Arlene Foster says no return to devolution in the 'coming weeks or months'
ARLENE Foster has signalled that devolution in Northern Ireland is unlikely to be restored for the foreseeable future.
The DUP leader yesterday told the British Chambers of Commerce annual conference in London that she saw "little prospect" of a Stormont executive being formed "in the coming weeks or months".
The former first minister said her party wanted devolution but that its focus was on "having decisions made through Westminster".
Her remarks come after former DUP Stormont minister Simon Hamilton said on Wednesday that devolved government would not be reinstated "this year and perhaps even beyond".
Mrs Foster said she did not want to see a hard border after Brexit but rather a "optimistic, sensible and pragmatic approach" to the UK's withdrawal from the EU.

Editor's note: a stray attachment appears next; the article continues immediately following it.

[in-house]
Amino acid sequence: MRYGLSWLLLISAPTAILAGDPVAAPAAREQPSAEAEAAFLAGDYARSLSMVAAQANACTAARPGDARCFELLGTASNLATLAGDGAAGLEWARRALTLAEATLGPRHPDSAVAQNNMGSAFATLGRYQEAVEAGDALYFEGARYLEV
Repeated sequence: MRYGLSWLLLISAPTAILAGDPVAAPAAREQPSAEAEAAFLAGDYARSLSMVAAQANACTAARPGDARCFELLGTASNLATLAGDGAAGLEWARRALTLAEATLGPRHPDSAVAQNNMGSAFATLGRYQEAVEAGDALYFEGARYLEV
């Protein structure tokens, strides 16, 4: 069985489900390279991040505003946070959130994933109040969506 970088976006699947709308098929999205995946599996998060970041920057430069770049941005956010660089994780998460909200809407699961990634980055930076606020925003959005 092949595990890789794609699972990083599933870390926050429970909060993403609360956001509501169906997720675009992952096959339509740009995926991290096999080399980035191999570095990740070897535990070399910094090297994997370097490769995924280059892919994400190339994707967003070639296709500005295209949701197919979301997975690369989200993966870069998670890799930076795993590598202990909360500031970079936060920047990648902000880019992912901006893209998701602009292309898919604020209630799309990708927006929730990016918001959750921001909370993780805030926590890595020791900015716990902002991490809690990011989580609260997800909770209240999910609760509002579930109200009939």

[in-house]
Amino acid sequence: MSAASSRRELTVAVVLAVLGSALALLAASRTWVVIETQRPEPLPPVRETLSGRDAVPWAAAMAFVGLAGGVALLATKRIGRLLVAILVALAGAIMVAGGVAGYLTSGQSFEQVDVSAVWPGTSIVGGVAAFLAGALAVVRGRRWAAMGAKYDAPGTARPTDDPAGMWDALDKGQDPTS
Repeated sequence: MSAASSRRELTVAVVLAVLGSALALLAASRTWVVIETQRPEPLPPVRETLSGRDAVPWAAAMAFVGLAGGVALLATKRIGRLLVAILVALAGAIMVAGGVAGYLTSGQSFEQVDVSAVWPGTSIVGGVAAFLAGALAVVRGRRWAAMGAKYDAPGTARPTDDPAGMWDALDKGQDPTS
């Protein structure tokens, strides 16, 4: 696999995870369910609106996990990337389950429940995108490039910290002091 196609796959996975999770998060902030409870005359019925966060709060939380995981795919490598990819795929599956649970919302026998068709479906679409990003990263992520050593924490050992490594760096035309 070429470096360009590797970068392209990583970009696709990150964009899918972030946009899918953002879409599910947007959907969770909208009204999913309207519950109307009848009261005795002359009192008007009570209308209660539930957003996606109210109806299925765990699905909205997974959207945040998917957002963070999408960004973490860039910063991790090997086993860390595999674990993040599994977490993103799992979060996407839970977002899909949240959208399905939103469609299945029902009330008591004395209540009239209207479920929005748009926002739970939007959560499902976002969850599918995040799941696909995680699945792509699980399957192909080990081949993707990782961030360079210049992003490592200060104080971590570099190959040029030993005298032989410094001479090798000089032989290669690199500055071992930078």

"I object in the strongest terms to people who have limited experience of the Troubles in Northern Ireland, throwing threats of violence around as some kind of bargaining chip in this negotiating process," she said.
"To do so is an insult to the people of Northern Ireland who worked so hard to bring peace."
The DUP leader said she hoped Brexit would mean more powers for the devolved administrations.
"More flexibility for locally elected ministers to set policies that work for our regions and the ability to pursue ambitious new free trade agreements around the world," she said.
"But we also want to be able to continue to trade as freely with the EU as possible – we want to avoid a cliff edge for businesses by having a strictly time limited implementation period."